Popular blogger accused of fraud takes foe to court

PUBLISHED : Sunday, 12 February, 2012, 12:00am
UPDATED : Sunday, 12 February, 2012, 12:00am


When does a fraud-buster cross the line? And is questioning a popular blogger's bona fides tantamount to libel?

Those are just some of the questions that a Shanghai court will be asked in a case pitting the mainland's most popular blogger, Han Han, against Fang Shimin, a crusader against academic fraud who uses the pen name Fang Zhouzi. Putuo District Court said on a website on Friday that it had accepted the lawsuit.

Han, also a professional rally driver, is demanding an apology and 100,000 yuan (HK$123,000) in damages after self-proclaimed 'science cop' Fang claimed that his earlier works were ghostwritten. Han was named one of Time magazine's '100 most influential people in the world in 2010' and his Sina blog, started in 2006, has attracted 540 million visits.

Some internet users have accused Fang of conducting a Cultural Revolution-style smear campaign, while others have argued that he is entitled to question whether a public figure is a fraud rather than a literary prodigy.

Regardless of whom they support, many have questioned whether Fang's accusation goes beyond the boundaries of fair comment and constitutes libel.

Mainland microblogs have been buzzing since Han, 29, published three essays between December 23 and 26 outlining his views on revolution, democracy and freedom, advocating a more gradual change than many dissidents might have liked.

The essays caused quite a stir among his fans, academics and even the state-controlled media because Han had been widely viewed as a liberal intellectual and a bold critic of social problems, particularly after political pressure appeared to force the closure of The Party, a literary magazine he edited, after the publication of just one issue last summer.

Some liberals denounced Han as a traitor, sparking a debate about reform that attracted dozens of intellectuals and numerous internet users. Then, in January, internet user Mai Tian wrote an article titled 'Artificial Han Han' questioning Han's status as a public intellectual and accusing him of hiring ghostwriters, arguing that he would have been too busy to write blogs about social issues during the rally season.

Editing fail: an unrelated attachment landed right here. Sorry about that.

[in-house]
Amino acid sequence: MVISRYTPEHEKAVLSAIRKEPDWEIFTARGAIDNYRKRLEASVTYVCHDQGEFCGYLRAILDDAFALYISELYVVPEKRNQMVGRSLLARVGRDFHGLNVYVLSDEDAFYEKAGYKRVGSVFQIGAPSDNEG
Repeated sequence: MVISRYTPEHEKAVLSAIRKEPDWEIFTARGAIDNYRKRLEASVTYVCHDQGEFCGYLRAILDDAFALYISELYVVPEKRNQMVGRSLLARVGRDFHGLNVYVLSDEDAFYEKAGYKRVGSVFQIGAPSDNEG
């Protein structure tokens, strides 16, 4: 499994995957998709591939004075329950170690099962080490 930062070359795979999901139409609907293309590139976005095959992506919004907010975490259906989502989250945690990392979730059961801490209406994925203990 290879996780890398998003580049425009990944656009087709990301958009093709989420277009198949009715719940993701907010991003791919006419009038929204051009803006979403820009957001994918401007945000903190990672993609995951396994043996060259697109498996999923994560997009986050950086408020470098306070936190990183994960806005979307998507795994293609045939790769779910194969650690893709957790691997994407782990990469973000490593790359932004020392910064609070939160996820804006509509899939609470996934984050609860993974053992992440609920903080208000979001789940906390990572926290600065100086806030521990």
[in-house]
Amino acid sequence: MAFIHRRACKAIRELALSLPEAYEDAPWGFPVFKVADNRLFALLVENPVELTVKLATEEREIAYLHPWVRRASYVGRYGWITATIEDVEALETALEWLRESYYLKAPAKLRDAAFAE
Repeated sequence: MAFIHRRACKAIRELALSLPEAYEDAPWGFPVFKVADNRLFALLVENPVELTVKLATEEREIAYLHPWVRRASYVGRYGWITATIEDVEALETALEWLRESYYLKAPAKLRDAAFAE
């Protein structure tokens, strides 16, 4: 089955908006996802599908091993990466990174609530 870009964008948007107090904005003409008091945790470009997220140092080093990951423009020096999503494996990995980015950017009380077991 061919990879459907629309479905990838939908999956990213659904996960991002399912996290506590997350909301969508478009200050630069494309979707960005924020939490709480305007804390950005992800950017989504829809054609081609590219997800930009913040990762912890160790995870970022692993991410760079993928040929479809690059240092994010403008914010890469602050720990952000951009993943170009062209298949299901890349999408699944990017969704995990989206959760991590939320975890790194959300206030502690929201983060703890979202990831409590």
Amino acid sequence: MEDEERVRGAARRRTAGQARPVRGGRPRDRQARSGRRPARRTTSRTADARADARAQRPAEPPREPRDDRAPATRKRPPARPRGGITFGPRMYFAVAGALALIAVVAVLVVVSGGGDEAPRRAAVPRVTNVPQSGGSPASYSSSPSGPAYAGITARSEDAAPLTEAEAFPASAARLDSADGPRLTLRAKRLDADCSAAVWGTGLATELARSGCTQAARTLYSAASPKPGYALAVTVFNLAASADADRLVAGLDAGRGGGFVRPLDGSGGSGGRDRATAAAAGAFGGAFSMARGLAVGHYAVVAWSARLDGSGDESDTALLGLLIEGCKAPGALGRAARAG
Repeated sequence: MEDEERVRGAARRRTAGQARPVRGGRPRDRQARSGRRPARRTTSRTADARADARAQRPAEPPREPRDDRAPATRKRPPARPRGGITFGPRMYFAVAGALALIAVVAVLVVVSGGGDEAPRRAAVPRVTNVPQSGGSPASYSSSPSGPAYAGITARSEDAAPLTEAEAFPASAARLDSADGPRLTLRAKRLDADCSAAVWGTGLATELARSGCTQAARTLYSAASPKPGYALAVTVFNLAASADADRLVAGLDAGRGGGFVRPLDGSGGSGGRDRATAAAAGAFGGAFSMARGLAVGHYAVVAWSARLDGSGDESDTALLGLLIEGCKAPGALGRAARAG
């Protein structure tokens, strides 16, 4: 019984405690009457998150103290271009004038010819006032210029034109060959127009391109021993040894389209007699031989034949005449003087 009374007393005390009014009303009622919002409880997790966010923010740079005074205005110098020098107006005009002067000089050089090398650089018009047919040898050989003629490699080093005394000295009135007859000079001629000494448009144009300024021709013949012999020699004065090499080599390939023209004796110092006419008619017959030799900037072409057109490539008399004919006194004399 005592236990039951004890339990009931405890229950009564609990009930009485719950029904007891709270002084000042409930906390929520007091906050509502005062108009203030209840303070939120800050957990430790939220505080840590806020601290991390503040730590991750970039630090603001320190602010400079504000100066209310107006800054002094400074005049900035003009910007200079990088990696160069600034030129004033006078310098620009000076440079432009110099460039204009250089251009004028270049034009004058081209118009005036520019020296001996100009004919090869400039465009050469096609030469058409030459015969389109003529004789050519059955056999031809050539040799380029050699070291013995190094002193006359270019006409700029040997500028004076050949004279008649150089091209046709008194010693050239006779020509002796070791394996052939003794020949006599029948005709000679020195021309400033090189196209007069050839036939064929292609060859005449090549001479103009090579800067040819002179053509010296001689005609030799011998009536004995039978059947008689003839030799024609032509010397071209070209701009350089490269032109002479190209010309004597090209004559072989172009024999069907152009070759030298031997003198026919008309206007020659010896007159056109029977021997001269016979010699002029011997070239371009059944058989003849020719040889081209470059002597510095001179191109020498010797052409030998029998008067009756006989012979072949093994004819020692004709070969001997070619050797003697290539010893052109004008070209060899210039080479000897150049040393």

Han responded by offering a 20 million yuan reward to anyone who could prove he had hired him or her as a ghostwriter.

It was only after Mai apologised to Han on January 18, admitting that he lacked sufficient evidence, that Fang picked up the baton, noting that Han had erased from his blog all articles dating from December 2006 to September 2007.

Fang posted 15 blog entries claiming that Han had hired ghostwriters, and challenged his knowledge of literature and history along with his writing skills, citing alleged inconsistencies in his work.

'I had no interest in Han, an entertainment celebrity, until Han reacted to others' questioning in an exasperated and desperate way that apparently showed it had hit the mark,' Fang said.

He claimed that Han was not the real author of his best-selling first novel, Triple Door, implying that it might have been written by Han's father. He later said he was sure it was ghostwritten, but was not sure by whom.